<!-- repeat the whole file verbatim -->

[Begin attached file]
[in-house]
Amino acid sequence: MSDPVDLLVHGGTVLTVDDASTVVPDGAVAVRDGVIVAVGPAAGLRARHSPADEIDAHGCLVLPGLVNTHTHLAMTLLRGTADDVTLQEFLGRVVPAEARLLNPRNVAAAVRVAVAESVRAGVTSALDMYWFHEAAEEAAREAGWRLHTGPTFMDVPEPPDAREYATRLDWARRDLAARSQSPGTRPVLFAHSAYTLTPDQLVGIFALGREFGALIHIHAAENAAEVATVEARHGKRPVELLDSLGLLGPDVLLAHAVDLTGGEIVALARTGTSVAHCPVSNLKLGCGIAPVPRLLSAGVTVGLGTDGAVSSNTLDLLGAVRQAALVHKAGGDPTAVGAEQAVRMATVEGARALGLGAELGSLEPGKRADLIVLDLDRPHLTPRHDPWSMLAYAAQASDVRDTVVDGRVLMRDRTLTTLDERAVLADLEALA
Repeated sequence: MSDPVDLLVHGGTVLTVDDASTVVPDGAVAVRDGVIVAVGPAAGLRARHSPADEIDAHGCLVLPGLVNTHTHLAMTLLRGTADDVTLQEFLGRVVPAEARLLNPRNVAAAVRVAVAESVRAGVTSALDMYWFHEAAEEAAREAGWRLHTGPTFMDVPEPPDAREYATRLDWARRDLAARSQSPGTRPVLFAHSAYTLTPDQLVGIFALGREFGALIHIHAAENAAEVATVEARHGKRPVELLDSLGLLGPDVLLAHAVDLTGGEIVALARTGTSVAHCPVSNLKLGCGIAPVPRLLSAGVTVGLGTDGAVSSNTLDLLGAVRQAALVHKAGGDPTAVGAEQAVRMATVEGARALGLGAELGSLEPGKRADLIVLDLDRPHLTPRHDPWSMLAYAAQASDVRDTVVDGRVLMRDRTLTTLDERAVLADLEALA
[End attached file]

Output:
[in-house]
Amino acid sequence: MSDPVDLLVHGGTVLTVDDASTVVPDGAVAVRDGVIVAVGPAAGLRARHSPADEIDAHGCLVLPGLVNTHTHLAMTLLRGTADDVTLQEFLGRVVPAEARLLNPRNVAAAVRVAVAESVRAGVTSALDMYWFHEAAEEAAREAGWRLHTGPTFMDVPEPPDAREYATRLDWARRDLAARSQSPGTRPVLFAHSAYTLTPDQLVGIFALGREFGALIHIHAAENAAEVATVEARHGKRPVELLDSLGLLGPDVLLAHAVDLTGGEIVALARTGTSVAHCPVSNLKLGCGIAPVPRLLSAGVTVGLGTDGAVSSNTLDLLGAVRQAALVHKAGGDPTAVGAEQAVRMATVEGARALGLGAELGSLEPGKRADLIVLDLDRPHLTPRHDPWSMLAYAAQASDVRDTVVDGRVLMRDRTLTTLDERAVLADLEALA
Repeated sequence: MSDPVDLLVHGGTVLTVDDASTVVPDGAVAVRDGVIVAVGPAAGLRARHSPADEIDAHGCLVLPGLVNTHTHLAMTLLRGTADDVTLQEFLGRVVPAEARLLNPRNVAAAVRVAVAESVRAGVTSALDMYWFHEAAEEAAREAGWRLHTGPTFMDVPEPPDAREYATRLDWARRDLAARSQSPGTRPVLFAHSAYTLTPDQLVGIFALGREFGALIHIHAAENAAEVATVEARHGKRPVELLDSLGLLGPDVLLAHAVDLTGGEIVALARTGTSVAHCPVSNLKLGCGIAPVPRLLSAGVTVGLGTDGAVSSNTLDLLGAVRQAALVHKAGGDPTAVGAEQAVRMATVEGARALGLGAELGSLEPGKRADLIVLDLDRPHLTPRHDPWSMLAYAAQASDVRDTVVDGRVLMRDRTLTTLDERAVLADLEALA